Nicaragua's former Ambassador to the US, Carlos Tunnermann, and seven other Nicaraguan Embassy officials who, like Tunnermann, were declared persona non grata by the United States last year, were honored guests at the event. In a speech to the crowd, Dr. Tunnermann commented that the principles of liberty, independence, justice and dignity that inspired the US revolution 200 years ago also underlie the Nicaraguan revolution. "Unfortunately," he added, "ever since Nicaragua decided to enforce those principles, we have suffered a cruel war that has already caused...more than 25,000 deaths."

A new forum for integrating popular participation into government decision-making is getting underway in Managua. Neighborhoods from each of the capital’s six districts are holding assemblies to form "district councils" and elect a representative to the government structure in their district. Local government counterparts see them as means of "co-initiating" projects of communal interest regarding schools, streets, draining systems, public lighting and other such topics. Each district council will meet monthly with its government counterpart for consultation and debate on community development plans and projects.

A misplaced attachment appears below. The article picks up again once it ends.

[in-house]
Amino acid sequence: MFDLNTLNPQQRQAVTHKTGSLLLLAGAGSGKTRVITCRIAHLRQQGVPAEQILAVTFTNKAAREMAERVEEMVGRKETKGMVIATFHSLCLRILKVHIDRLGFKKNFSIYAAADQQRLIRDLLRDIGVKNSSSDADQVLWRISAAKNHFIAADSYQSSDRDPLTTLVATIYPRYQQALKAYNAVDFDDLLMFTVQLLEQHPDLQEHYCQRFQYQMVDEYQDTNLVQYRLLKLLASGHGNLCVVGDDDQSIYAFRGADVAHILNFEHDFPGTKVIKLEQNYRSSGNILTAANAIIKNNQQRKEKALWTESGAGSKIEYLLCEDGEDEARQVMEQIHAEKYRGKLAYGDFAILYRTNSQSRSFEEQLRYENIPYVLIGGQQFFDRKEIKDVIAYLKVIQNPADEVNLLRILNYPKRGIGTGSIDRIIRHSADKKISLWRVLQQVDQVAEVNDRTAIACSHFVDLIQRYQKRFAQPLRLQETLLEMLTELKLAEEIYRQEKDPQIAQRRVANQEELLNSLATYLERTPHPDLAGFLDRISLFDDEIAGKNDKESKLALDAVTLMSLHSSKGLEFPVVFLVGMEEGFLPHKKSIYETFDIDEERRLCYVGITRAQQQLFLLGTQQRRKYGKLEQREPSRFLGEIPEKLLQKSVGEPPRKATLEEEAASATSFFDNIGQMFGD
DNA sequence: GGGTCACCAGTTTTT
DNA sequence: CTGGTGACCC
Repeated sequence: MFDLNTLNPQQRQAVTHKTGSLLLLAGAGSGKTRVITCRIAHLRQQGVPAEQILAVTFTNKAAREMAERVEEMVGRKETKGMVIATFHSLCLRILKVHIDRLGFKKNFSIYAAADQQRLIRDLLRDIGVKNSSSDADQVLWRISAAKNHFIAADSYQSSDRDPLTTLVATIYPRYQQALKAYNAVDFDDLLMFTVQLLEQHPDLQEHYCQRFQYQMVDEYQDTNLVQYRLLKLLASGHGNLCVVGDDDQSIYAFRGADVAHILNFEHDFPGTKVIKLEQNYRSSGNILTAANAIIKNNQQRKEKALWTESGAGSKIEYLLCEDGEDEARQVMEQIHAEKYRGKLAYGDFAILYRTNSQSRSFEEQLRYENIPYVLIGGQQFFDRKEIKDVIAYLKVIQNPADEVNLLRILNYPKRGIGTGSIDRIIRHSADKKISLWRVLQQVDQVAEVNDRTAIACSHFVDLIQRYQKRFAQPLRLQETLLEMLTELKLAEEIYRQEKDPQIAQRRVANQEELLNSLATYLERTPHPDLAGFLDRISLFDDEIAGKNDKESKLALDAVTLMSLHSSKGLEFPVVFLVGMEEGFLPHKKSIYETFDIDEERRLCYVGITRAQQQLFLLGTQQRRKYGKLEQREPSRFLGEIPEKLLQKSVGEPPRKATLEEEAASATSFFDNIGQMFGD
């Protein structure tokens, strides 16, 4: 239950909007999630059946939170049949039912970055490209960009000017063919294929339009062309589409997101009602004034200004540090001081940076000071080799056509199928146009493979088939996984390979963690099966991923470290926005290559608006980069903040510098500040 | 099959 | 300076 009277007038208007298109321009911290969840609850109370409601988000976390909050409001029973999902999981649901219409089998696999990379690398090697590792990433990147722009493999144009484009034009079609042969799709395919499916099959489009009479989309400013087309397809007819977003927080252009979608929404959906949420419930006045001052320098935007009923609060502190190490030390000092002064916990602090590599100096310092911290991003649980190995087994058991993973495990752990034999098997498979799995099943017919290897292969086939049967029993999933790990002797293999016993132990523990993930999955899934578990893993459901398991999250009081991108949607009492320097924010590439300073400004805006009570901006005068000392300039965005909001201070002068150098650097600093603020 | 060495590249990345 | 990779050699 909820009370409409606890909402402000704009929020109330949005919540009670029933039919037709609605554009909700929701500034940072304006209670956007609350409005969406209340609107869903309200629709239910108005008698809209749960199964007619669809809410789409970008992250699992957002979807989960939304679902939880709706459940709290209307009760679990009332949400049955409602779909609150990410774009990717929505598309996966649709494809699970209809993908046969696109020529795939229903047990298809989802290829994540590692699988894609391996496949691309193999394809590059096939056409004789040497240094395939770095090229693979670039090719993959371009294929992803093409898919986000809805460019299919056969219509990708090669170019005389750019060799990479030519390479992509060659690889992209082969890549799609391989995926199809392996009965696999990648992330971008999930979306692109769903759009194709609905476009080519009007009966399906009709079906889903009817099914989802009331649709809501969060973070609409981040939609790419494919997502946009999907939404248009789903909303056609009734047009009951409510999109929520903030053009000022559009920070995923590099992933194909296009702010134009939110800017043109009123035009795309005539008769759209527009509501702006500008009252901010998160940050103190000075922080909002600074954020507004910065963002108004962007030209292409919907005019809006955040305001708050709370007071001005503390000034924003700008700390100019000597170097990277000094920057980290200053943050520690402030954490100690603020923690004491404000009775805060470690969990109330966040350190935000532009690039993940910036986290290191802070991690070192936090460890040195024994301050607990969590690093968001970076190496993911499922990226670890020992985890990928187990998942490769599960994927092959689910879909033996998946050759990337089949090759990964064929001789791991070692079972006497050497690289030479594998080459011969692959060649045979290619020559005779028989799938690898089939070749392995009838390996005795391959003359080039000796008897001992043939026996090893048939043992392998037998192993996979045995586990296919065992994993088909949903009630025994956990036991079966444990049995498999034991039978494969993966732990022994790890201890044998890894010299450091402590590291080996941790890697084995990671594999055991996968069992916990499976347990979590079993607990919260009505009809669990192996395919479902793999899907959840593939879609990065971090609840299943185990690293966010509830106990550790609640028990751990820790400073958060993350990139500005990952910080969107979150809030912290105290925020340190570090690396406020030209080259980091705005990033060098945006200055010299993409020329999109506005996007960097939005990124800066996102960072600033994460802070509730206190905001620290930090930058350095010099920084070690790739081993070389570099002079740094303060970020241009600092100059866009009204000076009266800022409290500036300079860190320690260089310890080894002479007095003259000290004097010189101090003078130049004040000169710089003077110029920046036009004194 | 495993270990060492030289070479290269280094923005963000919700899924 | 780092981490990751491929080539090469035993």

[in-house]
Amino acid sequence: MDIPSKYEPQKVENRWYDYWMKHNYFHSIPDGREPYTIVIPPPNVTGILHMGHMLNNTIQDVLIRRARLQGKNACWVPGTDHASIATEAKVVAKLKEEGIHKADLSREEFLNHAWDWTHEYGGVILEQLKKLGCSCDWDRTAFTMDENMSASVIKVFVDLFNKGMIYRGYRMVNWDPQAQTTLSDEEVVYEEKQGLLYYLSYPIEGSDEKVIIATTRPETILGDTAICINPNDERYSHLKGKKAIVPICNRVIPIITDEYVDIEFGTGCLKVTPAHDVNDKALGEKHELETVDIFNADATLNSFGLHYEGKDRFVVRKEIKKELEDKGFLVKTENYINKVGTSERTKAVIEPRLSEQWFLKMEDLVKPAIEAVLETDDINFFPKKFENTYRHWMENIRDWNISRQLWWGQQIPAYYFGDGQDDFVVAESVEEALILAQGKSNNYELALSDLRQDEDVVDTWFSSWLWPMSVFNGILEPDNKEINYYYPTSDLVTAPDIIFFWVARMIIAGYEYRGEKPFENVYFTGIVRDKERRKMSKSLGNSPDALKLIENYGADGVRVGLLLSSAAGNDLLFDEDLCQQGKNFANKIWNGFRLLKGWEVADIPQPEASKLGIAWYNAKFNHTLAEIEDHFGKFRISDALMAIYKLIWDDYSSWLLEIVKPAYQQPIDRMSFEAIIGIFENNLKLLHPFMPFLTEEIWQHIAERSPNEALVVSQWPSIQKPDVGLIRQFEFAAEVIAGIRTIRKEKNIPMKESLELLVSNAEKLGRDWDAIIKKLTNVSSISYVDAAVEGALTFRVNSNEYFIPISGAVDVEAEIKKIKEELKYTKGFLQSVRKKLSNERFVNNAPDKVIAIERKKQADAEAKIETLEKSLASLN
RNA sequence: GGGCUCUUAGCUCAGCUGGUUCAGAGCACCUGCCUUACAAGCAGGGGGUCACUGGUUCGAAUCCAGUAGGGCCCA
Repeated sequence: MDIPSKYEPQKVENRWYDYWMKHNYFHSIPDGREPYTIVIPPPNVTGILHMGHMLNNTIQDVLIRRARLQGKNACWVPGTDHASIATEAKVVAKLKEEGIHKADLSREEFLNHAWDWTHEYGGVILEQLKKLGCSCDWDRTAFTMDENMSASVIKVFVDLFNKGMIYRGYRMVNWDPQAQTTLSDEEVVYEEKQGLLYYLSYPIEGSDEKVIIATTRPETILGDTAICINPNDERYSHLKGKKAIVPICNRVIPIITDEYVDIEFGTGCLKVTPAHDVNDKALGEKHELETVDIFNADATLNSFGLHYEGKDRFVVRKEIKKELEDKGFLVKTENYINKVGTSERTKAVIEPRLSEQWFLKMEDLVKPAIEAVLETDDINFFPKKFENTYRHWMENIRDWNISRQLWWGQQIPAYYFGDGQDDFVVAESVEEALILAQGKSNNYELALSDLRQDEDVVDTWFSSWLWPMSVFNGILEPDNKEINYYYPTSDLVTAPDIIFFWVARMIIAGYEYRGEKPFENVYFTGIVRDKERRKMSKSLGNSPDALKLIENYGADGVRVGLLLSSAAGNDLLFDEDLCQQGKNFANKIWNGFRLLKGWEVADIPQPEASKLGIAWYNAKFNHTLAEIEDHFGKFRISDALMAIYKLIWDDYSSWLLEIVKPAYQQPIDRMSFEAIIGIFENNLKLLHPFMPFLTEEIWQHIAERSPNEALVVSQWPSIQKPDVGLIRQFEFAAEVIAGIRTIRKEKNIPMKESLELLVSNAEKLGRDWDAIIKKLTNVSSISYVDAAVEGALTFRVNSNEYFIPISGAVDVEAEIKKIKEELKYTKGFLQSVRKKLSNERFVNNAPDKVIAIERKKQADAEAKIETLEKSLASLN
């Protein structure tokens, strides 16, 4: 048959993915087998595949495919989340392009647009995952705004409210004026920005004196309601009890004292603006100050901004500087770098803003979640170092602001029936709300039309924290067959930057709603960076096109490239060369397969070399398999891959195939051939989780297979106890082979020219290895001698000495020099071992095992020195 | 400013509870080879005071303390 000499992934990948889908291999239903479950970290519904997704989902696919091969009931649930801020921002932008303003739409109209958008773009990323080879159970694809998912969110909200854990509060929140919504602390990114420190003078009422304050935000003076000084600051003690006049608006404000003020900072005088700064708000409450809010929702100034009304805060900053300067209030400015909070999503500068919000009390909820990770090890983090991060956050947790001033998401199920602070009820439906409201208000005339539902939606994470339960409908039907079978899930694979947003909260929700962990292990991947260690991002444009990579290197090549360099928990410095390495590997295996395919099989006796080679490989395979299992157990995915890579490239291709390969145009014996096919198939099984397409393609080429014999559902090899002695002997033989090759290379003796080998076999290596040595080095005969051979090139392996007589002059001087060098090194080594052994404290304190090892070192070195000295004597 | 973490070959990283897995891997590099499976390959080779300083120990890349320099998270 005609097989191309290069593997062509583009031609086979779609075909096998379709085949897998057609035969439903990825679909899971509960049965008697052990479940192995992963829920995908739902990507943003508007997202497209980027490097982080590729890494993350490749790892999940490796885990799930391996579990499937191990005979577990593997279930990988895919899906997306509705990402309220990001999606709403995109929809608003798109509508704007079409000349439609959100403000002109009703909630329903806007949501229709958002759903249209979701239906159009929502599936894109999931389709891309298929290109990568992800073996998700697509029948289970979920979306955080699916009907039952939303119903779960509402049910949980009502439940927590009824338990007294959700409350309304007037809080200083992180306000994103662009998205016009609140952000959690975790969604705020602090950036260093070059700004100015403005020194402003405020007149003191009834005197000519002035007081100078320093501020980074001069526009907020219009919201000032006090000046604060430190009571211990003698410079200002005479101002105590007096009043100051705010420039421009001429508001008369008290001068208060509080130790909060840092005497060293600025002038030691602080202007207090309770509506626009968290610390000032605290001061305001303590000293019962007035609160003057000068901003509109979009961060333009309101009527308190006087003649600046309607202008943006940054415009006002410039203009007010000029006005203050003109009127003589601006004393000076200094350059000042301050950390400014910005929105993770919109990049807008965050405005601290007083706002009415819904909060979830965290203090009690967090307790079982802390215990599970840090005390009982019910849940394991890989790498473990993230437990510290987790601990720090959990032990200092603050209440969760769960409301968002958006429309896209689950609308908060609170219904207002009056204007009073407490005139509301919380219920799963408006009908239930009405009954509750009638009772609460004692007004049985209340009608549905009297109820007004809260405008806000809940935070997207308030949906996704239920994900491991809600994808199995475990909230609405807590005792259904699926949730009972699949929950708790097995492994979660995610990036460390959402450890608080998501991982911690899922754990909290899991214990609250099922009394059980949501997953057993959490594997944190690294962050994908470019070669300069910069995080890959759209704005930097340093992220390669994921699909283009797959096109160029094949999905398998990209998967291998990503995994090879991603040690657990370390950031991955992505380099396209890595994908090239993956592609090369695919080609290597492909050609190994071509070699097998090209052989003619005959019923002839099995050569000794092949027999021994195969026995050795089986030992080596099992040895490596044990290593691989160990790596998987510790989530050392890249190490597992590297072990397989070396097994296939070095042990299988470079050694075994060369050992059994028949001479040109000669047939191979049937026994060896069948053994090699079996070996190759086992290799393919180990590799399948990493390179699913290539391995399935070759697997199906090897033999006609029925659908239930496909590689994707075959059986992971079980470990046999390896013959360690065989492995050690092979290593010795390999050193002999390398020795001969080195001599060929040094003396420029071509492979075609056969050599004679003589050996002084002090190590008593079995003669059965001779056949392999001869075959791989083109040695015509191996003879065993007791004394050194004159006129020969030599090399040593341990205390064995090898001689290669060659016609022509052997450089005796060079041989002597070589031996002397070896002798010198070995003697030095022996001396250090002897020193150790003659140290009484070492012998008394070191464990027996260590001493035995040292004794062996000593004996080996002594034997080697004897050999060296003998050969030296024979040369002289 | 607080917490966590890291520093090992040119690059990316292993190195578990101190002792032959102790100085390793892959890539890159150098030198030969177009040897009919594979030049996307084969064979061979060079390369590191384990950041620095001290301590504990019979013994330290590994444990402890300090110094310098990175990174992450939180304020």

The first council was inaugurated in June in District VI, which encompasses 200,000 inhabitants of 43 southeastern neighborhoods around the state-run open marketplace named for Sandinista martyr Iván Montenegro. The market itself also has a representative on the council, who will help analyze problems of supply, distribution and prices, and the participation of market sellers in grassroots
organizations. The inauguration was presided over by Managua's Mayor, Carlos Carrión. At the festive event, ground was broken for a basketball court and children's park.

Based on such discussions, Javier Alvarez, head of the District VI government council, assured that "we will make more just decisions about communal projects or neighborhood problems." While the popular councils are not officially linked to the neighborhood organizations called Sandinista Defense Committees, many CDS leaders are being elected to them. The CDS supports the creation of these supra-neighborhood organizations, but only insofar as they are truly grassroots bodies that represent the population’s concerns to the government rather than vice versa.